Back to the Grind
by Chef Chef Mark R. Vogel
More often than not in life, when we expend additional effort and time on an endeavor, our results are more fruitful. This is absolutely true in the culinary world.
There are three main reasons why a top notch restaurant staffed with professional chefs can produce a superior meal as compared to the average home cook. The first is the quality of the ingredients. World class restaurants fanatically seek out the best producers for their various products. The second is technique.
A chef knows all the countless little extra steps (and how to perform them correctly), that accentuate the flavor of a dish. The final element is using not only the right equipment, but equipment of high quality.
The average home cook usually doesn’t have the time to visit multiple stores and farmer’s markets scoping out the prime specimens of each ingredient they need. Nor would it be practical for them to have shipments of fresh food items arriving daily from large scale producers strewn about the country.
Jumping to the third factor, i.e., equipment, space and financial limitations may prohibit individuals from procuring restaurant-level apparatuses. But the second factor, i.e., technique, can be within the grasp of almost anyone. People can learn cooking methodology and hence improve the quality of their domestic concoctions. Case in point: Grinding your own spices.
Spices are aromatic seasonings that come from the bark, (cinnamon), buds, (cloves), fruit, (paprika), roots, (ginger), or seeds, (nutmeg), of plants. Herbs, by contrast, are the leafy parts of plants such as basil, mint, or oregano.
Many spices are available in whole form or ground such as nutmeg, cloves, coriander, cumin, fennel seeds, achiote, black pepper, hot peppers, and many others. Some, like paprika, are only available ground. But for the purposes of our present discussion, I’d like to focus on the spices whereby you have a choice of acquiring them in their whole, as opposed to their ground form.
Depending on the recipe in question, you might employ a spice whole. This is done where you want some of the essence of the spice without consuming it directly, possibly because it may be too overpowering.
Examples include studding a ham with whole cloves or throwing a few dried hot peppers into your General Tso’s chicken. But of course there are innumerable applications where ground spices are called for. Here’s one little corner of the culinary world where the home cook can stand toe to toe with a professional chef with minimal ancillary effort.
Buying your spices whole and grinding them yourself will universally produce greater flavor than employing their pre-ground counterparts. Unlike a stellar Bordeaux, spices do not improve with age. Quite the contrary, they deteriorate, be them whole or ground.
The ground however, degrade even faster. Even a brand new jar of a ground spice will not pack as much punch as a fresh whole specimen. Spices contain essential oils and other flavor compounds which quite simply dissipate quicker once pulverized.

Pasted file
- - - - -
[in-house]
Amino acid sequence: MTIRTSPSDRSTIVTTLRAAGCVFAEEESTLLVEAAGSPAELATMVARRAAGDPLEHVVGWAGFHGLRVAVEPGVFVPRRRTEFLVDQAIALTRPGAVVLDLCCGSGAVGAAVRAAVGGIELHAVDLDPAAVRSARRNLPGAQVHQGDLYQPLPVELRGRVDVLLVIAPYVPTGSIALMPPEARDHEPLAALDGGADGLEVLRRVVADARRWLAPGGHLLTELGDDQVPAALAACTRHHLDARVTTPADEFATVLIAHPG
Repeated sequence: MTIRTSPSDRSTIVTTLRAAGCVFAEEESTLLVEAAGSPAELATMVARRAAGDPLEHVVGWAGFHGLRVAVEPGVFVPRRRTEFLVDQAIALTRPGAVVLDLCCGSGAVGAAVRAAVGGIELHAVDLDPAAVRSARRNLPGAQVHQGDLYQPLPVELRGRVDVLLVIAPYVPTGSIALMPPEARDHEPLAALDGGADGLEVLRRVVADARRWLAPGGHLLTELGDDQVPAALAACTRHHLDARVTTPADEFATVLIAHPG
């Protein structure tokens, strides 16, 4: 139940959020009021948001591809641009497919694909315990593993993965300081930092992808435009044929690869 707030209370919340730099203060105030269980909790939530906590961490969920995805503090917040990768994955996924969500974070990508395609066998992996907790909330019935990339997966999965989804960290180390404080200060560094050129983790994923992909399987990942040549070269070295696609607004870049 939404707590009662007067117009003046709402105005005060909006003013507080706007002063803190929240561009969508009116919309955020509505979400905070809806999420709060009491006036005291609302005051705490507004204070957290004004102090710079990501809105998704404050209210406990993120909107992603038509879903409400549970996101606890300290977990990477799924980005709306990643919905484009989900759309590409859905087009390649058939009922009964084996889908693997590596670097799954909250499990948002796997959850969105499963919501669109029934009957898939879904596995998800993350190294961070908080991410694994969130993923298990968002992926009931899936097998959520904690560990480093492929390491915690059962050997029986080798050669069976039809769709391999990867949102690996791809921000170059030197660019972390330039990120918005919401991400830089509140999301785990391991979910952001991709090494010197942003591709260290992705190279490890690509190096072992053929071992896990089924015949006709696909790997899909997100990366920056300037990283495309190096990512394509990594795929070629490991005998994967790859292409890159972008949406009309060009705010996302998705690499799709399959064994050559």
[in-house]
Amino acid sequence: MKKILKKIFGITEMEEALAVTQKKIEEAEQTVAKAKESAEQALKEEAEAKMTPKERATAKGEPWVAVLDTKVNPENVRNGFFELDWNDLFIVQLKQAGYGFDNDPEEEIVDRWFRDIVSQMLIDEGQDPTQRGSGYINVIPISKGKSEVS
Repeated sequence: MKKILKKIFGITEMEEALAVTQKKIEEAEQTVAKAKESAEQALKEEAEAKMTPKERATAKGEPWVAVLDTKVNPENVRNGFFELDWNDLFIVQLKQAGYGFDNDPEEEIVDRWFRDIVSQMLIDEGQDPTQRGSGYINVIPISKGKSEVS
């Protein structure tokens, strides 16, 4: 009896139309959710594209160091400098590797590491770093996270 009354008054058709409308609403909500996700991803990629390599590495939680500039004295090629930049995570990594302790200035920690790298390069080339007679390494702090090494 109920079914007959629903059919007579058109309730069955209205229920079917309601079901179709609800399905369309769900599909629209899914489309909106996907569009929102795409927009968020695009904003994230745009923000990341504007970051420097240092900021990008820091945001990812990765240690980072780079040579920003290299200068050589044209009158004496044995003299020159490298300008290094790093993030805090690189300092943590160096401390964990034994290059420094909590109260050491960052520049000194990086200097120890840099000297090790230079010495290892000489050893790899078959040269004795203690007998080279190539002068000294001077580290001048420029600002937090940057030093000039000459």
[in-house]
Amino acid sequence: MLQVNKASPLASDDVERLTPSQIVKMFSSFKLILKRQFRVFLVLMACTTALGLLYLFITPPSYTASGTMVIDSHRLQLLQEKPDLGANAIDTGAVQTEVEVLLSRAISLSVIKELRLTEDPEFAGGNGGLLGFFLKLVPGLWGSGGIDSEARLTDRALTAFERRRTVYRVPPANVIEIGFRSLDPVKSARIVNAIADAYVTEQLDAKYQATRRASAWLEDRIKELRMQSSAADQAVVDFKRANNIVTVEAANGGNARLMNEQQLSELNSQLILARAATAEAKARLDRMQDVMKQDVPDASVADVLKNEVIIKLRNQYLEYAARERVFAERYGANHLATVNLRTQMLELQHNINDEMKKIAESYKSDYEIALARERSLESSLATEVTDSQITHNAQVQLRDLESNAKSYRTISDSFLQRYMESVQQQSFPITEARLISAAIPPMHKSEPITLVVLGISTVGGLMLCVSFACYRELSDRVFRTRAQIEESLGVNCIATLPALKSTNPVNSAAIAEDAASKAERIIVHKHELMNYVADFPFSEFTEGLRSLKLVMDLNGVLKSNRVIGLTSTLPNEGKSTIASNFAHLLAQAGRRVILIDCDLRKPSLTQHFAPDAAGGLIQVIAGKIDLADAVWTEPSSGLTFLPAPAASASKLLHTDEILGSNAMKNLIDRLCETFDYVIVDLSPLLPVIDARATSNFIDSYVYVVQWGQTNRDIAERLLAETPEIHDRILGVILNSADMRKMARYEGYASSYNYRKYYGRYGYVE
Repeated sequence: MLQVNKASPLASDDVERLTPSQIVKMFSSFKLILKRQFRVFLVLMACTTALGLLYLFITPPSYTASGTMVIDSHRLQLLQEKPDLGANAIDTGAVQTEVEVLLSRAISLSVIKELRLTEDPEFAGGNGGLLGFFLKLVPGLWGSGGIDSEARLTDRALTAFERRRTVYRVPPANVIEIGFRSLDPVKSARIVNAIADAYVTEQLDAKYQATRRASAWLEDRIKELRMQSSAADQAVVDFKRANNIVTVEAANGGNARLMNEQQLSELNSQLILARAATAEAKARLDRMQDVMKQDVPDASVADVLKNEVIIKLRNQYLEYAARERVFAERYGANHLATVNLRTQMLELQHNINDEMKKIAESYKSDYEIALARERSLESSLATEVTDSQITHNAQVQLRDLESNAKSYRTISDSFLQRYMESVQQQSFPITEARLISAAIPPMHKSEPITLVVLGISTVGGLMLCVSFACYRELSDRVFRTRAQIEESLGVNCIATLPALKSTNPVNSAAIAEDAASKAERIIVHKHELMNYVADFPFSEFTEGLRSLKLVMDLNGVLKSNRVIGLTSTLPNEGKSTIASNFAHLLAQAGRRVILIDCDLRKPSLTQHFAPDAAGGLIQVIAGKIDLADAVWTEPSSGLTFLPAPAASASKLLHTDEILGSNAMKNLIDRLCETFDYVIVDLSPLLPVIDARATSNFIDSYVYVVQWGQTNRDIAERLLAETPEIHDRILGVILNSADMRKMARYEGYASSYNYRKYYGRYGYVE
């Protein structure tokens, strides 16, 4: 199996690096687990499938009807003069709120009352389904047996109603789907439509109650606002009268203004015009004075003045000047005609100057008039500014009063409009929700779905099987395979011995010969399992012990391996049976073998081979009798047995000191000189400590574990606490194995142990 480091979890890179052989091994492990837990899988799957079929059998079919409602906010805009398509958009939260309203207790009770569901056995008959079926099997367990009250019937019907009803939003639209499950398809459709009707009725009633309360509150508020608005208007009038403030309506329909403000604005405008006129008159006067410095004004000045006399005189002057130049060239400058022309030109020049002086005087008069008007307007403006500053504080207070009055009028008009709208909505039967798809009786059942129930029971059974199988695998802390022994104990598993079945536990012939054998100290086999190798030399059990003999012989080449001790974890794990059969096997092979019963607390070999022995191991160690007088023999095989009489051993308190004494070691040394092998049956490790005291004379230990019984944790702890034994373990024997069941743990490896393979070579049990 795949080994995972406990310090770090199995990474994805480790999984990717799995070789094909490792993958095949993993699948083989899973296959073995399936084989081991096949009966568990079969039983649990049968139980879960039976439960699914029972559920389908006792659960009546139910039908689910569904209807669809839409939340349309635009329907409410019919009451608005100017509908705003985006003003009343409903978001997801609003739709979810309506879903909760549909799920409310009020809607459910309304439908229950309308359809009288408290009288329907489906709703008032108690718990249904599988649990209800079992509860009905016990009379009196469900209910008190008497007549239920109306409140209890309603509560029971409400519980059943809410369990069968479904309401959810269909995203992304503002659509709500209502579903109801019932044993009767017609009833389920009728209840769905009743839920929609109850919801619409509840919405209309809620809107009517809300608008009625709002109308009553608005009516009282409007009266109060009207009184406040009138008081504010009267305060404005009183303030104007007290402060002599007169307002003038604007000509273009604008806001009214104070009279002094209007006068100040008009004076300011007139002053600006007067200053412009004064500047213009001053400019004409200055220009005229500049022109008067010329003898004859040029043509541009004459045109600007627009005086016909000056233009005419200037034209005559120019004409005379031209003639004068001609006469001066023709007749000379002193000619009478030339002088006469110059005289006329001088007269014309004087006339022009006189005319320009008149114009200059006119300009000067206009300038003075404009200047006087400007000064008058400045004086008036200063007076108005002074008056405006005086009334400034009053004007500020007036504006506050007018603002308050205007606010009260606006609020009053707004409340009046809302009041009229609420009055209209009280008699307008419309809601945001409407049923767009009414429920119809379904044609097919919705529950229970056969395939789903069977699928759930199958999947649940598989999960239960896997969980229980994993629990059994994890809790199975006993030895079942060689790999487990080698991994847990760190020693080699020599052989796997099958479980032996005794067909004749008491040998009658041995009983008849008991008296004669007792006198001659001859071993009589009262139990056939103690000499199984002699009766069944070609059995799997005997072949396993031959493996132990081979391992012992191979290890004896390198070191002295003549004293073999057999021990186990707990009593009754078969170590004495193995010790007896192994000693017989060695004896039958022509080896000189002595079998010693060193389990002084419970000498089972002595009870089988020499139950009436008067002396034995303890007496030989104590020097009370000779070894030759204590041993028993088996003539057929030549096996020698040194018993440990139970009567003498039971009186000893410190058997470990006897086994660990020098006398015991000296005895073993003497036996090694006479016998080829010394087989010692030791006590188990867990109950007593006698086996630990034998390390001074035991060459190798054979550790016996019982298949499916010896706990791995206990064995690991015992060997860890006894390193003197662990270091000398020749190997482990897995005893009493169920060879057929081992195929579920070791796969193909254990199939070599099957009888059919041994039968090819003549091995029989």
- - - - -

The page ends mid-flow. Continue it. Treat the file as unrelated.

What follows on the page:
The general rule of thumb when it comes to shelf life is six months for ground spices and one year for whole. But again, even the first half-year of a ground spice’s fragrance is not equivalent to the same aged whole spice.
The beauty of this issue is that for a small investment in time and money, you can reap high rewards, or more bang for your buck, idiomatically speaking. A decent spice grinder can be procured for $25 or less.
Many of these also double as coffee bean grinders. But be forewarned, if you grind your own coffee beans, I strongly encourage you to have one grinder for coffee and another for spices. No matter how well you clean it, using one grinder interchangeable will inevitably taint the flavor of your coffee.
Depending on different recipes and individual tastes, there’s practically an infinite combination of spices that can be ground together to produce a particular flavor profile. While you can feel free to indulge your whimsy and personal palate, keep two guidelines in mind.
While there are certainly exceptions, a loose generalization is to employ spices that are geographically similar in origin. One of the things that distinguishes Chinese from Mediterranean cuisine for example, is the incorporation of ingredients indigenous to that part of the world. Natural products that have developed from the same bioclimate tend to share more affinity than ones from discrepant environments.
Thus, Sichuan peppercorns would blend better with star anise than dried tarragon. The second issue to consider when producing a ground spice amalgamation is knowing which spices are more pungent than others. This is to ensure that a very potent spice, (such as nutmeg or allspice) doesn’t overpower the other constituents.
Below are some spice blends to get you started on your grinding journey. With the exception of Chinese five-spice powder, (which has a specific recipe), all of these combos can be augmented to suit your personal taste.
I rarely measure my spice blends and simply eyeball the quantities to suit the moment. Some of the ingredients below are only available ground, (such as onion and garlic powder). But in the spirit of this discourse, grind any ingredient that is available whole.
(Equal amounts of the following)
- Sichuan peppercorns
- Fennel seeds
- Star Anise
LATIN SPICE BLEND
- Dried hot peppers
- Onion powder
- Garlic Powder
- Salt & black pepper
Additional optional ingredients include paprika and oregano.
We used this combination in one restaurant I worked on our duck confit. But try it on roasted duck or chicken as well.
- Star Anise
- Bay leaves
- Cumin Coriander
INDIAN SPICE BLEND
(Better known as garam masala, such Indian spice blends are briefly toasted in a dry sauté pan to release the essential oils of the spices and intensify its fragrance)
- Black Pepper
- Dried Ginger
- Fennel seeds
- Allspice berries
- Dried hot peppers
- Cardamom pods